The view that it is appropriate to act without intention is an intentional action.


For the OP.

Good behavior is often unpopular, but when the scope becomes self-referential, it may have nothing to do with that former good behavior at all. So, a person should exercise some tact when taking the time to talk about virtuous behavior, which may actually not be so virtuous.

Nowadays the world thinks differently, but I’m of the belief that repeated good behavior, without much explanation, is more inspiring than trying to convince someone it is beneficial. It is harder and may take a bit longer, but the effects are more lasting. There’s a caveat to this head-down approach, however, because you do want others to learn that virtuous behavior is good! The persistent element is always a matter of curiosity for those around us. I cannot tell you how many times I’ve been hounded or questioned about being honest or diligent - “why do you do it?” They ask, and that is when you have the opportunity to describe why you choose that way of behaving. That is when you talk about the benefits. When your family, friends and colleagues are so curious or frustrated that they NEED an explanation. That’s when they will actually hear you. Not when it is unsolicited.

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Then there’s two kinds of virtue signalling. It’s the difference between:

“It would be better if the world didn’t have this problem, but I also have/do this problem.” (Like talking about your own and the world’s desire and suffering)

“It would be better if the world didn’t have this problem, but I’m going to vaguely imply that I don’t have this problem or pretend like I don’t when I actually do.”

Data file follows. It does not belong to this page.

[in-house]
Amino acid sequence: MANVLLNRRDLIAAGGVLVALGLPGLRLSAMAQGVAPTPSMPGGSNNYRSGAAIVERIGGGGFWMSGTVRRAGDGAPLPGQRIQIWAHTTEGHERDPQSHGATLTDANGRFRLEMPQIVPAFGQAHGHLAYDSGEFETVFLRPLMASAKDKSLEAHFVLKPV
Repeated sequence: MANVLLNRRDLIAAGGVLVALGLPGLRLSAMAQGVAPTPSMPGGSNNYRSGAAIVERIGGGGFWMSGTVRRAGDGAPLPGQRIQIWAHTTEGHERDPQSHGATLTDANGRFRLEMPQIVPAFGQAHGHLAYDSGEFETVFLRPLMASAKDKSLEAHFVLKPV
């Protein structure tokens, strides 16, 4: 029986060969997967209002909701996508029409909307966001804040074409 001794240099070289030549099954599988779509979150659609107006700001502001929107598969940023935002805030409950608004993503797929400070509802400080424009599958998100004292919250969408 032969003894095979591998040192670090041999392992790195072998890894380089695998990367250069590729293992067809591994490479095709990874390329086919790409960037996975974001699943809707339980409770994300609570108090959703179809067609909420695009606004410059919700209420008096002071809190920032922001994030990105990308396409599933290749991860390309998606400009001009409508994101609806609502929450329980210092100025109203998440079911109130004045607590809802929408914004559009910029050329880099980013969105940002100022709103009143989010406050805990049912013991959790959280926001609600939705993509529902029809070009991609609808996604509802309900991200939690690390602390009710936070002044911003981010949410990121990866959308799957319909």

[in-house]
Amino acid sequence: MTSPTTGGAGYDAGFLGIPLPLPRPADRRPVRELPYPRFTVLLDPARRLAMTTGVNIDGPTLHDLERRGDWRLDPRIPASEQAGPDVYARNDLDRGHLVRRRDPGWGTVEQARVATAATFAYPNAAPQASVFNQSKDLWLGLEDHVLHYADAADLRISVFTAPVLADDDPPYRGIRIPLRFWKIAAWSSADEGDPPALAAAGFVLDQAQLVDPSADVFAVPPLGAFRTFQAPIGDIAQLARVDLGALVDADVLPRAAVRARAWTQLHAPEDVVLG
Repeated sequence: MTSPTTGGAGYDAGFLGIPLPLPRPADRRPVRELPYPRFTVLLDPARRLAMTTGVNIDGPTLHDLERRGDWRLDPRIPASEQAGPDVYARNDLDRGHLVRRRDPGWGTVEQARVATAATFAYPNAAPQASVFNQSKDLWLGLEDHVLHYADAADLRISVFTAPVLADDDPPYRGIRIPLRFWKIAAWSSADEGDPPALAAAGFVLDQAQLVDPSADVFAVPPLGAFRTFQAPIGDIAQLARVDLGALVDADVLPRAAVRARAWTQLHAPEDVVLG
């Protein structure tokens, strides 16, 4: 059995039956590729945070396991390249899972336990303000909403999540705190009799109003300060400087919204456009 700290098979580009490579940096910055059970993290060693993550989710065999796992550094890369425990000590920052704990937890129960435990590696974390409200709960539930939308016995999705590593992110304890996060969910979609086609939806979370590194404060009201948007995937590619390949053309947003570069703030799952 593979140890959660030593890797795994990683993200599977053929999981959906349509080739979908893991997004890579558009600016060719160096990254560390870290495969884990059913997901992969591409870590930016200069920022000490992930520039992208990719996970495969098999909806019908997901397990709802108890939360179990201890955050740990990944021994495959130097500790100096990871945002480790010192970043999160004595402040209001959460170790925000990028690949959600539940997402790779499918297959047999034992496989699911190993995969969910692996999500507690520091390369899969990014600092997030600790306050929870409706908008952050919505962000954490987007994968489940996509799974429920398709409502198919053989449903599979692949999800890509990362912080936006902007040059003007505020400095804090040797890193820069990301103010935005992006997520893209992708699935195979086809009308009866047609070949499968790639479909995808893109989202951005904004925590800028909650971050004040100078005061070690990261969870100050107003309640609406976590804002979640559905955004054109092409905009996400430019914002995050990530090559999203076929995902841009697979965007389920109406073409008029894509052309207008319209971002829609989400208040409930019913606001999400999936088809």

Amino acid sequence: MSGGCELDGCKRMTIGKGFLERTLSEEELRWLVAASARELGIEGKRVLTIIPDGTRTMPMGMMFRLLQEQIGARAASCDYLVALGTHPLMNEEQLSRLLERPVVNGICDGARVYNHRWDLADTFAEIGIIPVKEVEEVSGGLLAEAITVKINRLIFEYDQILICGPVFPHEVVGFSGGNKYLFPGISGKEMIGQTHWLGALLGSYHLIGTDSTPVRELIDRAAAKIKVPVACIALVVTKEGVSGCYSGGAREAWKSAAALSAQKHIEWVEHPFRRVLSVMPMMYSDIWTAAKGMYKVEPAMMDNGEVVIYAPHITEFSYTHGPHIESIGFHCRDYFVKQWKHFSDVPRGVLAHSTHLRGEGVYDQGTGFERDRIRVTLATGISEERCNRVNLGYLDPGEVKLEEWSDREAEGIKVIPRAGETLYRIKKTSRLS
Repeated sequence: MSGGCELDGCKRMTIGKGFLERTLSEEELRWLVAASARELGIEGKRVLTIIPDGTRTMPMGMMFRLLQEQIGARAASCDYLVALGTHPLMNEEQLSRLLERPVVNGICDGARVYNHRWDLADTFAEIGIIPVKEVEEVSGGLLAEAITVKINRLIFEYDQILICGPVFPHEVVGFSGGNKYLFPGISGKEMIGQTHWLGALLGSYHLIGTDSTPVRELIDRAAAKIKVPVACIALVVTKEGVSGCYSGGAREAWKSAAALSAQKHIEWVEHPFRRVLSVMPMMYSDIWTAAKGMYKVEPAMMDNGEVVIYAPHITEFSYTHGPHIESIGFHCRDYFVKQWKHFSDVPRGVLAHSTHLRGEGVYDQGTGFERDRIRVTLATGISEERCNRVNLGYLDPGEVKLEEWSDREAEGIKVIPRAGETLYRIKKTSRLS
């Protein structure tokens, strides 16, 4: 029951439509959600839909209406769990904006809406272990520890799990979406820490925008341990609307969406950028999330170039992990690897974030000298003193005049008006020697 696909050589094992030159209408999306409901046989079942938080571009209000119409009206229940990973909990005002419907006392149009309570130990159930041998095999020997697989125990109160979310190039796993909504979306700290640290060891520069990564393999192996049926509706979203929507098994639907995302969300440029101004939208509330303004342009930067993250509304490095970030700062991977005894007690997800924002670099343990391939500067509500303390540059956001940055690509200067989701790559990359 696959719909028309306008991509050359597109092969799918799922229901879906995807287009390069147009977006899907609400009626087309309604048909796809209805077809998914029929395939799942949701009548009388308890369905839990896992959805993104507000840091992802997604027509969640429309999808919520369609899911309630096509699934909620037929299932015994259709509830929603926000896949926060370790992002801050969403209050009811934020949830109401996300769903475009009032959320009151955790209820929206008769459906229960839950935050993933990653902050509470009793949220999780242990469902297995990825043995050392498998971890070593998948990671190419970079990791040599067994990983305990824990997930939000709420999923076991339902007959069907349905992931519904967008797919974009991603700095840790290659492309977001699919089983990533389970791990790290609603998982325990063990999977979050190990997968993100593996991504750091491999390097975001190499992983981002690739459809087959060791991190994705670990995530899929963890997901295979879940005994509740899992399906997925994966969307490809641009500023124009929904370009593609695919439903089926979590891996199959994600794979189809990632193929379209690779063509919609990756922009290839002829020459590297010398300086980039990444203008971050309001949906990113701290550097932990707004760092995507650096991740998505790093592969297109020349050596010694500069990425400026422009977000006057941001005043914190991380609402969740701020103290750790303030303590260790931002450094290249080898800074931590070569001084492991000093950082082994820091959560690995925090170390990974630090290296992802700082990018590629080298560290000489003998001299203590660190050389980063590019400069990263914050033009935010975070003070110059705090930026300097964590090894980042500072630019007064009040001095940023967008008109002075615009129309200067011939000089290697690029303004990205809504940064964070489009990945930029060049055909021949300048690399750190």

And if they don’t have this problem and are doing good, it would not fit the given definition.

If we look at the intentions these probably came from, it’s clear the first one encourages others/begs for the world to be better, and the second person may want the world to be better, but it is also probably egotistical, which would create more harm:

It’s a form of lying.

It manipulated people’s perceptions of the world and into having better perceptions of you.

It’s sophistic, how could you know what’s better if your intention is approval, especially without knowing it to some degree either experientially or logically.

It’s therefore unencouraging to see people lie about what they stand for. And people can tell that it’s a hidden lie by the way you say things and your actions over time. They may even become averted to what you stand for. For example, seeing a mask supporting politician not wearing one in public. Or seeing a respected monastic actually full of bad qualities, and they’d have a worse perception of monasticism even if in theory, that’s not at all what it’s about. In these cases, it’d be quite unencouraging to most, even if it’s technically fallacious to judge the theories behind their virtue with just one person, but that’s gonna happen.

At this point, you could fall back on the morality matrix and say that what I’m describing belongs to the fourth: it does no good and it’s not encouraging.

However, what I’ve described is also the most common meaning of virtue signalling that I’ve seen, so we’re either disagreeing on the meaning, or society’s phrasing of this term is vague and lacking.

The first case of someone admitting their problems is also not necessarily encouraging either. It may be if they say they are actively improving or developing this, but then this may be categorized as (partially) doing good.

For me it means an attitude more of “look at me, look at how wonderful I am”. That’s the times when I use it. However, like “woke” its just used as a snarl word these days for “any policy left of me which I don’t like”. Echo-chamber is another one.